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Darwin Correspondence Project


From S. S. Hennell   7 November 1871

3 Baron’s Hill Terrace, Coventry

Nov. 7. 1871

My dear Sir,

Pray do not anathematize me in your heart (—I mean, consistently with the purest benevolence, in mere aversion of the flesh,—) if I send you yet this latest outcome of my ponderings—Comparative Metaphysics II, wh. however is much more practical in its tendency than metaphysical.1

If you knew how I have longed to be suffered to state to you, in few words of plain speech, the result wh. I have come to!— But tho’ I am hoping soon to be again with my kind friends at Ravensbourne,2 I fear this is more than I ought to petition for. And theref〈ore〉 merely send what I know 〈wou〉ld probably be as heretofore a dumb messenger.— May I however ask that you will show it to Sir John Lubbock?

Let me say just this. The whole purport of Religious Forms of Thought I have come to see as concerned, from the beginning, with solely the Domestic Relations affecting us; wh, as such, are altogether included under the import of the 〈  〉re grand mystery in Nature, w. is that of Marriage:— 〈  〉dful to be recognized by 〈hum〉an beings as the true point 〈of〉 the Origin of Life, alone 〈  〉fully to be speculated about. It is this, I conceive, wh. alone gives real meaning to both Religious Symbols, & Philosophic theories.— But also, this same result is no other than a subjective equivalent to precisely your own finding, that Sex is above all things the important agency in universal development.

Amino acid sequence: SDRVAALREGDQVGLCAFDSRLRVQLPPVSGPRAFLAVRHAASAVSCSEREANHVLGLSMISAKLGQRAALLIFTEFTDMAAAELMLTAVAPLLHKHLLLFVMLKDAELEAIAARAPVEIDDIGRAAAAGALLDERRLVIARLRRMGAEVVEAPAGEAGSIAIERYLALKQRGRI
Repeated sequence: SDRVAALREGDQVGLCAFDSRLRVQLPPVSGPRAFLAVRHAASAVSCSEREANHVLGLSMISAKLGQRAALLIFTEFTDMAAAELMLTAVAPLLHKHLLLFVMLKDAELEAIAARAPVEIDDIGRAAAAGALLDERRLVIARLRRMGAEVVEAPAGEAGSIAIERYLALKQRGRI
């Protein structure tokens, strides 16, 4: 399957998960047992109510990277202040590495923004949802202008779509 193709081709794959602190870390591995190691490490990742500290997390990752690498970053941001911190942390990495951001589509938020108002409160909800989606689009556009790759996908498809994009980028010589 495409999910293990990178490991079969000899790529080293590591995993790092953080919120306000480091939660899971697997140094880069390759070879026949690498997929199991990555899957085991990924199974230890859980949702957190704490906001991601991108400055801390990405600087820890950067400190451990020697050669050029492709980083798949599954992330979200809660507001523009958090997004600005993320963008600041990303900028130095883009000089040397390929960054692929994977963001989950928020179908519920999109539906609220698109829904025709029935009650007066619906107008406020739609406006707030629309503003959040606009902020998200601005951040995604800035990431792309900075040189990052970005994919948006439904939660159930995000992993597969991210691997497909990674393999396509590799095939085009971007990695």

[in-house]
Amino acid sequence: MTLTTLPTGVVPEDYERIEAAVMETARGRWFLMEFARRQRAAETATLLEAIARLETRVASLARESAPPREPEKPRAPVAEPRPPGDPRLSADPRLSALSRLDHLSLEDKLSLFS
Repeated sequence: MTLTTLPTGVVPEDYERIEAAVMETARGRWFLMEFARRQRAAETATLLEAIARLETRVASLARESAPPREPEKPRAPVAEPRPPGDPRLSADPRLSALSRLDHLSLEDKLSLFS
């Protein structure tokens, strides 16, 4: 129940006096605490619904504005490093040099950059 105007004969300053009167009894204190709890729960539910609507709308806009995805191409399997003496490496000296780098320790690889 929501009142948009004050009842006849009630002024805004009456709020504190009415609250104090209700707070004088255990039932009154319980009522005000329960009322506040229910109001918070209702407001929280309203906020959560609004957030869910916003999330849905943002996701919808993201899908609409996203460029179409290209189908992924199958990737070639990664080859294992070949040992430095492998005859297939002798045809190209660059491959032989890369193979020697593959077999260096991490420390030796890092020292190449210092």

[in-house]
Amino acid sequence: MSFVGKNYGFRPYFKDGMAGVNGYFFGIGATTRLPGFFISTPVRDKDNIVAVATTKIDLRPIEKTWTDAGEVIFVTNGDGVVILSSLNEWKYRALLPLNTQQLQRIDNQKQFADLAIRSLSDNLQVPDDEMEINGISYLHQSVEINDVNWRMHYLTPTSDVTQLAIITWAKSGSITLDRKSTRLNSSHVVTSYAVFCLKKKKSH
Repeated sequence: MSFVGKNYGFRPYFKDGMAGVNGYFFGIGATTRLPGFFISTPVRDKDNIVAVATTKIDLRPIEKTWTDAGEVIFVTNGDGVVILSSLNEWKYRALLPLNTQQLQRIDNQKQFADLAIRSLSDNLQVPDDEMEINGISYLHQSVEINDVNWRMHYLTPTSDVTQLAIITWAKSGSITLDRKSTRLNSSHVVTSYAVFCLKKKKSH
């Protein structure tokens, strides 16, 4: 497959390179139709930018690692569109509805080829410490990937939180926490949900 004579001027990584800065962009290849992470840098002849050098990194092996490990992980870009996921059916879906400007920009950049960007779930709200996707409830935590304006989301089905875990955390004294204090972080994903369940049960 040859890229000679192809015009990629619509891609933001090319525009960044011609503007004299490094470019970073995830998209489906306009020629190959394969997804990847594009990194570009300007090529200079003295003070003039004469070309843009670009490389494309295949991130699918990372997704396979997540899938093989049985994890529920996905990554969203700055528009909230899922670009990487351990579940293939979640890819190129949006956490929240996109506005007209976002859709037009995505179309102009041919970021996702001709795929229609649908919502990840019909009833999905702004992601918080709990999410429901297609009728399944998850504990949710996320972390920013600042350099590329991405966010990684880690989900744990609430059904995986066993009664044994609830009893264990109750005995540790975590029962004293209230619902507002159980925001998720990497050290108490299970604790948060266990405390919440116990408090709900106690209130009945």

Such a flood of suggestio〈ns〉 has in fact poured out upon me on this subject, wh certainly are the result of my own think〈ing〉 tho’ I cannot get myself 〈    〉 to, that I seem almost for〈  〉 out of a woman’s natural shrinking.—

I do not ask for any answer. I am sure of yr. kind interpretation of this impulsiveness, & am grateful for it in advance—

Believe me, my dear Sir | Yours most respectfully | Sara S. Hennell

Charles Darwin Esq


Comparative metaphysics was the second part of a three-volume work entitled Present religion as a faith owning fellowship with thought (Hennell 1865–[87]). Hennell’s work is mentioned in the letter from George Cupples, 22 April 1871.
Ravensbourne was the house of Joanna Maria Bonham-Carter, in Keston, Kent.


Marriage is basis of all religious forms of thought, and this is the subjective equivalent of CD’s law that sex is the most important agency of universal development.

Letter details

Letter no.
Hennell, S. S.
Darwin, C. R.
Sent from
Source of text
DAR 166: 143
Physical description
4pp damaged

Please cite as

Darwin Correspondence Project, “Letter no. 8055,” accessed on 26 October 2016,